About a decade ago I encountered Ann Patchett’s novel, The Magician’s Assistant. It was in a stack on a bookstore table and commanded my attention in the curious way that books sometimes beckon. When I read The Magician’s Assistant, I was captivated. How did this novelist paint such a curvy road with so much care and luminousity, yet still hold surprises until the very end?
I reviewed The Magician’s Assistant and then, re-reading the review, thought that perhaps the author might wish to see it—so on a whim, I drafted a short cover letter and sent it away, in care of the publisher, like my grade school teacher taught me.
As for my own writing, if I were to write, what would I say, what sound would my written voice take and how might I get myself from one place to another with writing? All this lay in a muddle even as the letter was posted. Patchett interviewed Ralph Fiennes for GQ in 1998, raising the bar of light journalism to such an artful height as to seem totally insurmountable. (Really, I reasoned, how can anyone get started with novelists writing these outrageously fine interviews?)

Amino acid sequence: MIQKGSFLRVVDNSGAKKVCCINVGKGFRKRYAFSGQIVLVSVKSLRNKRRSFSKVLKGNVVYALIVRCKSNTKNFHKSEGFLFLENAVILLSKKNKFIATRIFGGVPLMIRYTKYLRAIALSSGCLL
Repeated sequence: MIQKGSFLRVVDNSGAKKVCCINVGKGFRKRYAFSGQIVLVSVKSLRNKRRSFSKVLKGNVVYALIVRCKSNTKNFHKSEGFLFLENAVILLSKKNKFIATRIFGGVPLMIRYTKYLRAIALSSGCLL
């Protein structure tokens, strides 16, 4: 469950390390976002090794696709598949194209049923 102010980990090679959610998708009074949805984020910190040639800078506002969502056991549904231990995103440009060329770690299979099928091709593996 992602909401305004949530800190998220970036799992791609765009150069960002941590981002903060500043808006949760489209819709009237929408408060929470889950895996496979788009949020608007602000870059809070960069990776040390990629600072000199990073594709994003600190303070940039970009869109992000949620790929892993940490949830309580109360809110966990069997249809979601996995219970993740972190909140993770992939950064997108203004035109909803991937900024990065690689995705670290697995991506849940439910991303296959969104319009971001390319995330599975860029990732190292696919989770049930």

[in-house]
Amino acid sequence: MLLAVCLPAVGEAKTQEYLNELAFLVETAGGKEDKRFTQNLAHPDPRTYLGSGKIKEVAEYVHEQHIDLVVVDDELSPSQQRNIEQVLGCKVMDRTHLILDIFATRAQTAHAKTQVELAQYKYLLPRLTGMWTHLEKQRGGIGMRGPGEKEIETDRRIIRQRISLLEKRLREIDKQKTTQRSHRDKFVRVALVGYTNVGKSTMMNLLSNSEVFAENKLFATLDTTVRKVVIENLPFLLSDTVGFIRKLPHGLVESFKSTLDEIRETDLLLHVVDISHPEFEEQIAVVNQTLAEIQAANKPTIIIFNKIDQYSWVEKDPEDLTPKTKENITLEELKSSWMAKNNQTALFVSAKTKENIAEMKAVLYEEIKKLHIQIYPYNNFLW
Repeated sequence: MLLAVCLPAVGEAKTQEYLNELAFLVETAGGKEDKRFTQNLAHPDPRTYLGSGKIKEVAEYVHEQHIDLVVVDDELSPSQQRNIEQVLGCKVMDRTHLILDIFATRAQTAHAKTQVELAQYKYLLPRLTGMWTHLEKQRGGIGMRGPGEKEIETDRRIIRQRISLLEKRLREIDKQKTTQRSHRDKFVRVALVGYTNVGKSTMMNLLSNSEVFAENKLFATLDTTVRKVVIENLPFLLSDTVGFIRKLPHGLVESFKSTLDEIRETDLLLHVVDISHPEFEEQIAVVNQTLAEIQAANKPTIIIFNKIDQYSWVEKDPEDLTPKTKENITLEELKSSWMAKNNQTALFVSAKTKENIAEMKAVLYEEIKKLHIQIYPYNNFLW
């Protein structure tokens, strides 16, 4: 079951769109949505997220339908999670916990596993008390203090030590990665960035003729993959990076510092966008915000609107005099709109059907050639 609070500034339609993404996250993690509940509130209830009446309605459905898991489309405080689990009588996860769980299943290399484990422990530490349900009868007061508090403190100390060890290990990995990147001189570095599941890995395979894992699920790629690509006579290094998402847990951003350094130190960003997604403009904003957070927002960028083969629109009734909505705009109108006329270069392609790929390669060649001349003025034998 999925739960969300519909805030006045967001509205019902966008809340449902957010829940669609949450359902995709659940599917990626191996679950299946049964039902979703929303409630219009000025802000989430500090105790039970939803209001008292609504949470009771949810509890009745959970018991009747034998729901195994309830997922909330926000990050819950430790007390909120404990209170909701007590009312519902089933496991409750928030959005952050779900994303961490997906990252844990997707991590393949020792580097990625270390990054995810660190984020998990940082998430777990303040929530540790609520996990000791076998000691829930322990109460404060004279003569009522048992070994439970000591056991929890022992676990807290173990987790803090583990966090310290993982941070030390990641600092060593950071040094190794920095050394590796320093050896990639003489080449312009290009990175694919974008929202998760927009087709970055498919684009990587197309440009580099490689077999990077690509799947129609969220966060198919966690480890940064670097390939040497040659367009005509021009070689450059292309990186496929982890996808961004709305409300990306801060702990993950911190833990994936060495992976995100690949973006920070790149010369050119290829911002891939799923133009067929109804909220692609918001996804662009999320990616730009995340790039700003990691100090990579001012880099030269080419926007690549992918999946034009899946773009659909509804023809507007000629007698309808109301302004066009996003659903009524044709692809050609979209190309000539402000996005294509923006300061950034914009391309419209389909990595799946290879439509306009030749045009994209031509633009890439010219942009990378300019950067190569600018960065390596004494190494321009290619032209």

A few months after my review was mailed, I got a postcard from the Grand Canyon, written as if from a friend or sister—informally. The card was from Patchett, with encouraging words and admitting her own dazed state as she was finishing her next book…. which was Bel Canto. Patchett’s fourth novel, Bel Canto was her breakthrough, winning the PEN/Faulkner Award, and becoming a National Book Critics Circle Award Finalist, among other awards.
I wondered if my postcard was one of the dozens Patchett described writing next to Lucy’s hospital bed when I read Truth and Beauty: A Friendship, Patchett’s touching memoir about her friendship with writer Lucy Grealy.
It is really just a scrap of paper, with some ink and stamps. Nonetheless, the intent, wish and hope that comes along with this postcard has served me well and in the most humble of ways, woven me a bit closer to the story of a writer with a clear path, great talent and the generosity to teach.
Ann Patchett will be visiting Seattle Arts & Lectures on June 16, 2011 at 7:30pm, Town Hall Seattle. I hope you will be there with me to give her a warm welcome and to ask at least a few provocative questions.
Patchett’s recent writing includes serving as editor of The Best American Short Stories (2006), the novel Run (2007) and the essay What Now? (2008).